In the past few years a veritable revolution has taken place in the entertainment and media publishing industry, and that is the growing prevalence of digital distribution. The rise in use of the internet has made buying and selling products online much easier. By far the entertainment industry has been the most affected, with e-readers becoming commonplace and services that allow downloading of television shows, movies, and video games supplanting traditional brick and mortar stores. Underlying the revolution is the changing economic factors that digital distribution brings to entertainment media. These changes have benefits to both producers and consumers.
The biggest factor that a switch from producing and distributing books and DVDs of movies and games to doing so online is that the phsyical cost of the product is almost entirely eliminated. Before the internet, the quantity of sales of a book or video game was purely limited by the amount of product produced. This required the printing of the material on paper for books, or the mass production of CDs, tapes, or cartridges for movies and games. While at a large scale the costs were small, they were still significant when deciding how much to produce on a first run. Now with a movie or book’s content being stored and downloaded entirely digitally, that physical cost is almost completely eliminated. The phsyical cost now solely consists of buying server space, while the supply of the book or movie is now essentially unlimited. The model of digital distribution is now the closest thing we have to a post-scarcity market.
The decreased cost of production is a major boon to publishers, but there are also benefits to content creators and consumers. For content creators, it is now very easy to put a book or game up for sale online. The risk of unsold inventory is now a non-issue so traditional publishers are more likely to take on new authors or developers, but there is also the ability to circumvent the publisher and self-publish on the internet. This is becoming especially common in the book and music industries. With services like Amazon’s Kindle store for authors and Bandcamp for musicians, content creators can now directly distribute their works and set their own prices. This practically eliminates the barriers of entry for new content. For consumers, this means there is much more content to browse through (and inevitably much more bad content), and there is content that would otherwise not get published through the traditional path for various reasons.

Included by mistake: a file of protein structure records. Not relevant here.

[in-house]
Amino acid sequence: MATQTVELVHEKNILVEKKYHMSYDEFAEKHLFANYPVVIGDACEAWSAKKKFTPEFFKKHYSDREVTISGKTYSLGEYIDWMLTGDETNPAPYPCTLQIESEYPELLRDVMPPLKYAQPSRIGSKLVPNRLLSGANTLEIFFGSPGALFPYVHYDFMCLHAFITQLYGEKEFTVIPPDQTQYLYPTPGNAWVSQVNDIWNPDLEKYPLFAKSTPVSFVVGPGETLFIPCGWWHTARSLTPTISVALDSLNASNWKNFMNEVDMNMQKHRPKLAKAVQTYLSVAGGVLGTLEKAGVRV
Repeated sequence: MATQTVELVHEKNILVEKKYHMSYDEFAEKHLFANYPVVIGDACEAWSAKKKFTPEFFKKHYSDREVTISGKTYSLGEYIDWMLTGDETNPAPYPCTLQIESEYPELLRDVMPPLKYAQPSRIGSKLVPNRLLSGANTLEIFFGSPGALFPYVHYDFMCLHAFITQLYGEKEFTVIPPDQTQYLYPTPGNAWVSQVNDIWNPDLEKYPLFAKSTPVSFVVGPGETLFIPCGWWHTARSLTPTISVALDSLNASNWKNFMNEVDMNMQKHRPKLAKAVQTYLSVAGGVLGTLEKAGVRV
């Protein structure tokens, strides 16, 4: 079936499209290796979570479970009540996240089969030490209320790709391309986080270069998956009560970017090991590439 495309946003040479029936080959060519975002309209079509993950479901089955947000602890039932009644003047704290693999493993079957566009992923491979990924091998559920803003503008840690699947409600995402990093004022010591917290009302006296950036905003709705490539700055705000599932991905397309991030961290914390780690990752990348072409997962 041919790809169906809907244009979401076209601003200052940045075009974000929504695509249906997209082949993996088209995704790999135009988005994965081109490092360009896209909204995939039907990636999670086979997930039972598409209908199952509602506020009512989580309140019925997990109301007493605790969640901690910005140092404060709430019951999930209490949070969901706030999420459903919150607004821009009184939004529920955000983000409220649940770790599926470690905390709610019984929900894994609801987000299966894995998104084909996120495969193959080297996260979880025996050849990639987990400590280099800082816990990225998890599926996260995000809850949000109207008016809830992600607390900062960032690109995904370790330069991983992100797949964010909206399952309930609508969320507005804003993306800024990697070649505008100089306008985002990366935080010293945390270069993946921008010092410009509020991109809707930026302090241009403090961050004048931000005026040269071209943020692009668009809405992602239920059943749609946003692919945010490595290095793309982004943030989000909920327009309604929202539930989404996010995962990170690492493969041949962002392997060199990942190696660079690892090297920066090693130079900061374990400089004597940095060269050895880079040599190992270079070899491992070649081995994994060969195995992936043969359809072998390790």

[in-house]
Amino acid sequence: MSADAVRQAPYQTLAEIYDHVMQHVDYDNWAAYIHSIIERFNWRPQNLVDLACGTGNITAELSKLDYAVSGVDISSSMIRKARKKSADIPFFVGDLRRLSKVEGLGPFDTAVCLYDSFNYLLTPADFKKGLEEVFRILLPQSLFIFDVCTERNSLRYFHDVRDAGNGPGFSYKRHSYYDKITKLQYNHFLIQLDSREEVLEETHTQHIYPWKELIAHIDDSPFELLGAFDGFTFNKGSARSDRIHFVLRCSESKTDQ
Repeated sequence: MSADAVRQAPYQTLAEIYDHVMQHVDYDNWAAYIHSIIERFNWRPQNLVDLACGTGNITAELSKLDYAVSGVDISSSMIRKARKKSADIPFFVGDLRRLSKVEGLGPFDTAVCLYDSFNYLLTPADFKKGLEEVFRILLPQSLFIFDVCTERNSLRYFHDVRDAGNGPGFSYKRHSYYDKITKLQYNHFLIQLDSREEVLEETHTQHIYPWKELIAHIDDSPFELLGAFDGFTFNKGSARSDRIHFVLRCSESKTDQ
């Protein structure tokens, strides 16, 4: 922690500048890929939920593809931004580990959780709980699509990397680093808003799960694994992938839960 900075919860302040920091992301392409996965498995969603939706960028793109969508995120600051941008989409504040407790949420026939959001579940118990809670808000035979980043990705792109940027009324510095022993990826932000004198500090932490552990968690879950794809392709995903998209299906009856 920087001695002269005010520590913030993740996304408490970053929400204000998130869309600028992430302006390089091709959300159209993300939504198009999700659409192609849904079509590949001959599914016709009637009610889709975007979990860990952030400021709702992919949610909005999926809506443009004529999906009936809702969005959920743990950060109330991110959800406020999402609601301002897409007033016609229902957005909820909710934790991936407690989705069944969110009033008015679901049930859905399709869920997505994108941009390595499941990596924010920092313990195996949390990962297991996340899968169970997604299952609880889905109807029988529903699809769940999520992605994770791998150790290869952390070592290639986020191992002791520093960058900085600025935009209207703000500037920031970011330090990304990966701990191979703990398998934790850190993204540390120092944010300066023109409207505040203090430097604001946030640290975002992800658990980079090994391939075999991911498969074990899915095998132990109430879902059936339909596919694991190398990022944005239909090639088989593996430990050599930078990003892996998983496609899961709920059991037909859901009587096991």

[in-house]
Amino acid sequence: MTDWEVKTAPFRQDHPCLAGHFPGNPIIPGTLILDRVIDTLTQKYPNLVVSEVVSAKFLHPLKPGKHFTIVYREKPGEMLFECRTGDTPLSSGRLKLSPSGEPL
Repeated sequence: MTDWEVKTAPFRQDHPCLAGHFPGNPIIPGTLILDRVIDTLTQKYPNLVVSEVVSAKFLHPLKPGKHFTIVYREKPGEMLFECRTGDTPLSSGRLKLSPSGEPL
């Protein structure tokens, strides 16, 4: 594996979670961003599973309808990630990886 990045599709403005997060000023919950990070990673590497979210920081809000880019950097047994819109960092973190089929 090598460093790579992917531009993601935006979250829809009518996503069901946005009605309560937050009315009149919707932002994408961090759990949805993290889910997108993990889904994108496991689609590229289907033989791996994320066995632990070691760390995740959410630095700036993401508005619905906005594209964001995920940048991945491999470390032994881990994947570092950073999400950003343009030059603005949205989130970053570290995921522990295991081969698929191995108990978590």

Two of the most well known digital distribution services have become the dominant force in distribution in their different media. The first, Netflix, has become one of the biggest and most widespread purveyors of movies and television shows. Because they were the first service to offer direct streaming services, Netflix had gotten almost a monopoly on paid streaming services a few years ago. However, as the popularity of Netflix grew, competitors like Hulu appeared and networks starting wanting to take full advantage of the profits of paid streaming. Additionally, the brief backlash against Netflix after they removed the discount from bundling their DVD and streaming packages, the market started seeing other services encroach on Netflix’s market share. Now, premium channels such as HBO have removed their shows from Netflix in favor of hosting them on their own web streaming services. While Netflix still remains the largest provider for streaming movies and television shows, the market has matured and other services like Hulu Plus have made the market more competitive.
Like Netflix, Valve’s game download service Steam has come to dominate the digital distribution of PC video games over the last few years. Steam, like Netflix, has built up such a market presence by being one of the first and best executed download services. While there have been several other download services, Steam has developed into more than just a digital distribution service. The features of the Steam client such as achievements have expanded the software from just a download service into a full game inventory and digital rights management system, making it more useful to both developers and consumers. Steam’s chat and multiplayer organization features have also allowed the service to take advantage of the network effect and encourage demand through having so many users. While Steam could be said to have a monopoly now, this is not necessarily true. Other developers are beginning to offer similar distribution clients of their own. Steam’s main competition as of now is Electronic Arts’ Origin. However, Origin has been plagued by controversies related to its intrusive nature, including allegations that portions of the license agreement for the Origin client violate German privacy laws. Until Steam’s competitors can offer a distribution service that can truly compete with Steam in its ease of use, Steam will remain the dominant player for digital distribution of video games.